Consulting firm Accenture Strategy has identified four business models — all driven by digitization — that are shaping the future of digital commerce, and companies that can create the new consumer experiences could unlock $2.95 trillion in value by 2025 for the retail industry.
The four are: Sharing economy, such as the rental market; personalization economy, such as “Surprise Me” subscriptions; replenishment economy, such as auto-replenishment for routine purchases, and services economy. The results were based on an Accenture Strategy Global Consumer Pulse Survey conducted in July 2016.
For the sharing economy, 52 percent of consumers said they’d use a rental subscription for apparel to rent an outfit for an occasion and then return it instead of buying it outright. For the personalization economy, 48 percent said they’d use a subscription program for apparel where an expert personally selects items based on previous purchases. Examples are Rent the Runway and Stitch Fix, respectively.
The remaining two predicted economies are more for the home. Amazon is already using an auto-replenishment model through its product-specific, Wi-Fi connected Dash buttons, allowing consumers to press the button and reorder the item — from laundry detergent to pet food — when their stock runs low. Fifty percent said they would use subscription services Accenture dubbed “do it for me.” One example cited is a laundry services that includes pickup, wash-and-fold and delivery back to the consumer’s door.
Others that didn’t make the top four include Internet of Things; autonomous vehicles and drones; artificial intelligence; robotics; digital traceability; 3-D printing; augmented reality and Blockchain.
Chris Donnelly, a coauthor of the Accenture study, said that some of the changes through the growth in digital technology include how data is collected. “Retailers can create promotions for assortments that speak just to the [individual] customer. As they automate the process [through artificial intelligence], people in the process will come to the conclusion that ‘I don’t need to make every decision. Let the machine do it, and the machine will get smarter [each time].’ Speed is important, and humans can’t keep up with that speed,” he said. That doesn’t mean data analytics will go away. Individuals will need to collect and interpret the details to help “point machines in the right direction,” Donnelly added.
The coauthor also said apparel retailers and vendors will rely on digitization, such as how Stitch Fix uses AI, to develop new products based on what they’re seeing people like. He said Accenture is working with a global apparel retailer that is using AI to apply image recognition for trend spotting. “Instagram images in a given market or of trendsetters, however you define it, discern some fashion trends faster than [people might],” Donnelly said.
Also on the rise in apparel is the use of augmented reality. Getting AR right will give one a better view on how product will look on the consumer, particularly since there’s the option of overlaying product and fabric to see flow and fit. “That will make a big difference on returns in the marketplace. About 30 to 5o percent of items are returned, which represents lost opportunities,” Donnelly said.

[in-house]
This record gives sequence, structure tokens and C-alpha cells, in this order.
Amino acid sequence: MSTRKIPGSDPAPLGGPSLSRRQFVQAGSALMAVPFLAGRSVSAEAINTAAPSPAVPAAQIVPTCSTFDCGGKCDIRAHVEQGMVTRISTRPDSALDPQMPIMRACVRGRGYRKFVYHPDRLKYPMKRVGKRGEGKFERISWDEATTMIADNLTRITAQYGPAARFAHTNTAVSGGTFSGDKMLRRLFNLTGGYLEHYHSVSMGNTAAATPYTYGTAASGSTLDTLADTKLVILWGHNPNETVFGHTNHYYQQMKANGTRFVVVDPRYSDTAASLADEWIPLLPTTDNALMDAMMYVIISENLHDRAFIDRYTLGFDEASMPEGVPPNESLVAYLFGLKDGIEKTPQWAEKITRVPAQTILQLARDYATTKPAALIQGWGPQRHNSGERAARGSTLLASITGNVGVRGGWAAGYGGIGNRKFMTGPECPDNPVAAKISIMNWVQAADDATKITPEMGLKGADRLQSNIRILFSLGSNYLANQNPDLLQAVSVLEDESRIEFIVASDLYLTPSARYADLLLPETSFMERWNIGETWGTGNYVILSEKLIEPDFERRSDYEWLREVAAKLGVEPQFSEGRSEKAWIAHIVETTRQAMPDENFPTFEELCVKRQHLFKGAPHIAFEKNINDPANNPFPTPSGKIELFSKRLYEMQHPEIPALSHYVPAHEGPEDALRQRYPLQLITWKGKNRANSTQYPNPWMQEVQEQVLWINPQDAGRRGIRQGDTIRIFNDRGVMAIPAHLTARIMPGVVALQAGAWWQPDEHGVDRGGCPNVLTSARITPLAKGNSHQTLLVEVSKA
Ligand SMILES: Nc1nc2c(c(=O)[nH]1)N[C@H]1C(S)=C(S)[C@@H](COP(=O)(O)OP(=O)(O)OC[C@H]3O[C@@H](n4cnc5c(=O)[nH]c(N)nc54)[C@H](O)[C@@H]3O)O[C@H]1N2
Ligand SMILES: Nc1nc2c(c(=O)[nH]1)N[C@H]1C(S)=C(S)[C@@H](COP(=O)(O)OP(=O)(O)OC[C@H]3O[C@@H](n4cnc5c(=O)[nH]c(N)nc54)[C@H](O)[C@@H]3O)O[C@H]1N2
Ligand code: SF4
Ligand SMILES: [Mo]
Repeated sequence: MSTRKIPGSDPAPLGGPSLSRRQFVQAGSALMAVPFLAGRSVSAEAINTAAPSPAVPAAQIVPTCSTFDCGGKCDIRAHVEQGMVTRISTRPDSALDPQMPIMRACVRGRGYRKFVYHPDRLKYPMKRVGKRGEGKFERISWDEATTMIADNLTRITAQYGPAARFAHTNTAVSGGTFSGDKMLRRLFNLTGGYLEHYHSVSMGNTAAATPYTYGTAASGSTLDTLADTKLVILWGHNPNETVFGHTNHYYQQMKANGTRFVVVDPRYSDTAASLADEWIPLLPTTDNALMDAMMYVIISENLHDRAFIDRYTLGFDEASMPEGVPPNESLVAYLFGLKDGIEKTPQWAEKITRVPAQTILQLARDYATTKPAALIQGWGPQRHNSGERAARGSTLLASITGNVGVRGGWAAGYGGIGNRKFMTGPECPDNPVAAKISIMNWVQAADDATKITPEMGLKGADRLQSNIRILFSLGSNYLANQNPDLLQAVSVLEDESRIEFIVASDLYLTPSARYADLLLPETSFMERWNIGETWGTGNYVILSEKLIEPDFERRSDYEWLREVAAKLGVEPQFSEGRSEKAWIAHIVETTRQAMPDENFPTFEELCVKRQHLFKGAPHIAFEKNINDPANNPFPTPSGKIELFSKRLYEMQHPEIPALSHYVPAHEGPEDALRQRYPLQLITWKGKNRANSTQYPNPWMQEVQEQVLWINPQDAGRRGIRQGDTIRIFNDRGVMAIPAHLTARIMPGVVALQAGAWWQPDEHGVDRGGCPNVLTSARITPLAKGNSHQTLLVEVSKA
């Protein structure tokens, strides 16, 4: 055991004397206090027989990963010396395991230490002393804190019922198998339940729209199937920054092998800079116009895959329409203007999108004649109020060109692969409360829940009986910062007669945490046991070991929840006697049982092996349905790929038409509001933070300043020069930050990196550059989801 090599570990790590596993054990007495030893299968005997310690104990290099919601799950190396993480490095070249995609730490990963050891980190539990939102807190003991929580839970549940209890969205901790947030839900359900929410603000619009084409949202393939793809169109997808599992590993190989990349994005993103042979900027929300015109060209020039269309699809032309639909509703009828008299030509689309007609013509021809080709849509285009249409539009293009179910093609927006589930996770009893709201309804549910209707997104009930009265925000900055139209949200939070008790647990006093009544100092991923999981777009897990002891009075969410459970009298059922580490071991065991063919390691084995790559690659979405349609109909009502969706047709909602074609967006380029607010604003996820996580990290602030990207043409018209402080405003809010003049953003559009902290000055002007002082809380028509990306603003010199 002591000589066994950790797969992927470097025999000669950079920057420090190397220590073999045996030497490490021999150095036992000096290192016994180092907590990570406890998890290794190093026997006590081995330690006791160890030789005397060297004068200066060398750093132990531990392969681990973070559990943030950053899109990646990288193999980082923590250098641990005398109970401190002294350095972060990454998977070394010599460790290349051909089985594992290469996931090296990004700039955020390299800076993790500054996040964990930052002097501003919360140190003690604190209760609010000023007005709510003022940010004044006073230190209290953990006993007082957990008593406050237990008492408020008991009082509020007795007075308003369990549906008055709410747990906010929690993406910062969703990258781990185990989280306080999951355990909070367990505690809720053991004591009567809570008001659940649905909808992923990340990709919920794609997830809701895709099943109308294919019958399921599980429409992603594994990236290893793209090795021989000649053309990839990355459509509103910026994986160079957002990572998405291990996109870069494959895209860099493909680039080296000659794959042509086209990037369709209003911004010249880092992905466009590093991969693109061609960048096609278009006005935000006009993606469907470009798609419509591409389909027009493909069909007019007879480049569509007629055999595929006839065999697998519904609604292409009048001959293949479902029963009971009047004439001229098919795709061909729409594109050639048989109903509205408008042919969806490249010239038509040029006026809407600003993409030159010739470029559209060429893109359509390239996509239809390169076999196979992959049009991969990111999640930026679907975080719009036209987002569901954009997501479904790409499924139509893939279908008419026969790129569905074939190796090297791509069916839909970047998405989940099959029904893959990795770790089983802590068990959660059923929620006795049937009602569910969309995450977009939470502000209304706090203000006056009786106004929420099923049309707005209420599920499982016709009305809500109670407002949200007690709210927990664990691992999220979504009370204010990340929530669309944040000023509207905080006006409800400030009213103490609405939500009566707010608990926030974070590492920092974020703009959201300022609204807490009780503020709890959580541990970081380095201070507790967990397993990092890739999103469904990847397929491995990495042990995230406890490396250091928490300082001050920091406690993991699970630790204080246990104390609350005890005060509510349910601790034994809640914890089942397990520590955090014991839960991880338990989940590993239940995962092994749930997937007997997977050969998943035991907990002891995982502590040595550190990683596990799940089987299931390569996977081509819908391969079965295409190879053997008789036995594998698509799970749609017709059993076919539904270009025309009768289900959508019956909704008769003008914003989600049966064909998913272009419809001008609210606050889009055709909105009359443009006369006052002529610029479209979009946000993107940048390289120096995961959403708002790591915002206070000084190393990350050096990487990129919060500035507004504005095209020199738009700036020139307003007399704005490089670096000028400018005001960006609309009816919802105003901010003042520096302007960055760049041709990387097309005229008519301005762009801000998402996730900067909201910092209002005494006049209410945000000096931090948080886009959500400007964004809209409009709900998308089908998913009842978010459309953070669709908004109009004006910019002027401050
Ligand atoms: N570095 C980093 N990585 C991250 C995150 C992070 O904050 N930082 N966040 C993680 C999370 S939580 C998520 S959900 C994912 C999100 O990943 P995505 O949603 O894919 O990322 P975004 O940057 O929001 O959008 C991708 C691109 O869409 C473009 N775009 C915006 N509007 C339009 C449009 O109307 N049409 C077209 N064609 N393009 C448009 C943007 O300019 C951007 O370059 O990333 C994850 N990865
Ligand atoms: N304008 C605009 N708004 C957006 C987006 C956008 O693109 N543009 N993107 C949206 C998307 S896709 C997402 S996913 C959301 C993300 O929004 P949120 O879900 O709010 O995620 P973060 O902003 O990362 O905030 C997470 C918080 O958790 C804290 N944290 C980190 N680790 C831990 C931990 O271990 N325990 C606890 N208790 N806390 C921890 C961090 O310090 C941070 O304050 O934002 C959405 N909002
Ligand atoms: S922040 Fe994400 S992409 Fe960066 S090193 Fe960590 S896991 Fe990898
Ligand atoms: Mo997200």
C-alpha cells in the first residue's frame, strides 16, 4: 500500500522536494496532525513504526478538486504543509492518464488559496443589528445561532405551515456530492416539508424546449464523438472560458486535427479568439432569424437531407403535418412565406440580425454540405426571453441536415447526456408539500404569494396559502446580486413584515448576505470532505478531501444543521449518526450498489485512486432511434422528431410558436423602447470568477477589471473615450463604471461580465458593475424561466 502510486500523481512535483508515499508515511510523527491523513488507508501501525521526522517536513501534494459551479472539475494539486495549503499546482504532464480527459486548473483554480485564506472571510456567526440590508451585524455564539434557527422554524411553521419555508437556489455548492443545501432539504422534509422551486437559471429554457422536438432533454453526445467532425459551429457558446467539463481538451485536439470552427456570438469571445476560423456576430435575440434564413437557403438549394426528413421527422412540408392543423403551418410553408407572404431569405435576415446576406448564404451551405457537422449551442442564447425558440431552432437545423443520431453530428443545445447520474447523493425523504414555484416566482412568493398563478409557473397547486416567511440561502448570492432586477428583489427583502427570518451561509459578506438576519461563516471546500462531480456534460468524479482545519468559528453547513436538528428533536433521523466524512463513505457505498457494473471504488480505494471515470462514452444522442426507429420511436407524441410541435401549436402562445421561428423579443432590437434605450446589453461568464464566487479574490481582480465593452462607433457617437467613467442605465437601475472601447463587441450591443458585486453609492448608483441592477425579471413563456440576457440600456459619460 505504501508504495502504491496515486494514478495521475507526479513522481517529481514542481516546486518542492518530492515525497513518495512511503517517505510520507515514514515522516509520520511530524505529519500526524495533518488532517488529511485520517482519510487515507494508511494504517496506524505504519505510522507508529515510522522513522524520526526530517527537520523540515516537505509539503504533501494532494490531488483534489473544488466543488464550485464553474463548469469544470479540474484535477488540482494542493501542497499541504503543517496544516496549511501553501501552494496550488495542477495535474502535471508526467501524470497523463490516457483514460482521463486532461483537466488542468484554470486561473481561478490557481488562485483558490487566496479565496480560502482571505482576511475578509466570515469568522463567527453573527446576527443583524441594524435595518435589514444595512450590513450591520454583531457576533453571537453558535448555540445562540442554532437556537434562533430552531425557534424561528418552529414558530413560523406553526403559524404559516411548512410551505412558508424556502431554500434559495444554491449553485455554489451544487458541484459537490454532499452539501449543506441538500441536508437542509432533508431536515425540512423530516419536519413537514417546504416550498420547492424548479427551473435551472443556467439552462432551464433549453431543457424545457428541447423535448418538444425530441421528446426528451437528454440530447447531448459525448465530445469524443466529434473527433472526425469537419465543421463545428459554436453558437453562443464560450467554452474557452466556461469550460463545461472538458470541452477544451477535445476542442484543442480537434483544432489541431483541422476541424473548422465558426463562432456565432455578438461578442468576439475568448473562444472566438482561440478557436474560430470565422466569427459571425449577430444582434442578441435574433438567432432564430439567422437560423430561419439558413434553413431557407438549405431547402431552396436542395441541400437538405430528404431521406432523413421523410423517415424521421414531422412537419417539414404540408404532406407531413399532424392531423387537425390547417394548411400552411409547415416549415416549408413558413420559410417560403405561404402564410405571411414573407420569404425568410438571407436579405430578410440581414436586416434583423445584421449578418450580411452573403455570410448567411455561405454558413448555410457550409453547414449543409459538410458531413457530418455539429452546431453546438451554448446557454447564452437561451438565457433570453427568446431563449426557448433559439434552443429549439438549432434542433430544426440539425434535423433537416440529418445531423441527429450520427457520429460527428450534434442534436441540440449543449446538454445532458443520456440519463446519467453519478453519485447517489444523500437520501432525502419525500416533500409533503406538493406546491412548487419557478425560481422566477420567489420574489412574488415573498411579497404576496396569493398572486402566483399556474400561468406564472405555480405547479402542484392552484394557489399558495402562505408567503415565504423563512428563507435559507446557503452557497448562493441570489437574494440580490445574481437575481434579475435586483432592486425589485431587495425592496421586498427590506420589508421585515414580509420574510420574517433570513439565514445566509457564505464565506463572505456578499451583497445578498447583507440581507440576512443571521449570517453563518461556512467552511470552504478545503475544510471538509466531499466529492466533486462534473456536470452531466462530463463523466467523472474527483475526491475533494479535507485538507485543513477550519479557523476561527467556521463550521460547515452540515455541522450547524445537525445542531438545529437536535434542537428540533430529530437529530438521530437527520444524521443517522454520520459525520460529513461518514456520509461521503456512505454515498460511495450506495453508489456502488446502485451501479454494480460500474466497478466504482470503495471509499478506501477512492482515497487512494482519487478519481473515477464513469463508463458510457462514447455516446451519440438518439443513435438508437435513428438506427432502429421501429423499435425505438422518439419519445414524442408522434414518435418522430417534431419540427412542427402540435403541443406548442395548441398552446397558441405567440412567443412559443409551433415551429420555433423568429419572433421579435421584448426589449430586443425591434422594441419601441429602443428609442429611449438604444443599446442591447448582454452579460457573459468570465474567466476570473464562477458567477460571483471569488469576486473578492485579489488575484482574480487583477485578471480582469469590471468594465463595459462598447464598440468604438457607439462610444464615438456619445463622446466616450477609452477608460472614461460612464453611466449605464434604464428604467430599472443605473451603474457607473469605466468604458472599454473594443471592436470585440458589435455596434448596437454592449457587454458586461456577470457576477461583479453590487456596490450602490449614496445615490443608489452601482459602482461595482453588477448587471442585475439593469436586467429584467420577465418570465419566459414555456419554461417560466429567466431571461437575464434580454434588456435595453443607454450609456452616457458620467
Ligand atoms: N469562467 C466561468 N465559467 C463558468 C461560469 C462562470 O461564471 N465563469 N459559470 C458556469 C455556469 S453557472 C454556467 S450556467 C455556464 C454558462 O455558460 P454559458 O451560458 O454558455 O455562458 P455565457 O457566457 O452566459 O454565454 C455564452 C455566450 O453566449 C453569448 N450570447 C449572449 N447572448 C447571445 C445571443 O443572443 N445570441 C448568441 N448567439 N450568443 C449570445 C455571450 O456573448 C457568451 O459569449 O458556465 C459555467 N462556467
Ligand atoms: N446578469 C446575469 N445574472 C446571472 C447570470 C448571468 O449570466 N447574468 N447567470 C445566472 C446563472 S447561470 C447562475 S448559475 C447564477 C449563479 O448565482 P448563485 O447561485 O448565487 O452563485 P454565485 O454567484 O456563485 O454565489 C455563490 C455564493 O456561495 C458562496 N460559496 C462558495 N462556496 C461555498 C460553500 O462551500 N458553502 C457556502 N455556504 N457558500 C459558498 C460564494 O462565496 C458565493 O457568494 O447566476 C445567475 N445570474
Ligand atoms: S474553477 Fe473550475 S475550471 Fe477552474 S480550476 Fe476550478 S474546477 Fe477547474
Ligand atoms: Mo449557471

And finally, Donnelly said Blockchain would have a big impact on product authentication. “In fashion and apparel, if I knew this Birkin bag was actually a Birkin bag — I know who owned it and when — it will buy confidence and create a much easier secondary market….Once you authenticate the product, there is trust in the system,” he said.
Accenture said that while the physical store will continue to be the largest revenue-producing channel until at least 2026, traditional stores would undergo a metamorphosis to stay relevant as online purchases in most categories continue to grow. It noted that within six months of creating a digitally connected store, fashion brand Rebecca Minkoff saw a six- to seven-fold increase in ready-to-wear sales.
Through the growth of digitization, routine purchases are expected to be “effortless” by 2026, saving consumers time and simplifying their lives. And by 2026, Accenture said bricks-and-mortar shopping would have been transformed so going to a store will no longer be just about a product purchase, but about engaging in specialized experiences. That means stores will become destinations to “interact with the product, talk to product experts” and provide an ambiance that “encourages consumers to stay and keep coming back.”
While robotics will automate some back-office operations that don’t drive value to the consumer experience, such as stocking shelves and checkout, it will be the collection of data that will personalize the shopping experience via sensors and digital devices at one’s home, in apparel and appliances.
Accenture concluded that the key indicator of a truly digital enterprise is agility, and the leaders of tomorrow are already using digital technologies to meet rapidly changing market needs globally. That means developing a platform-based ecosystem using advanced data sciences, nailing last-mile delivery similar to Amazon, and preparing the workforce to adapt to how the next wave of digital changes will impact their jobs.
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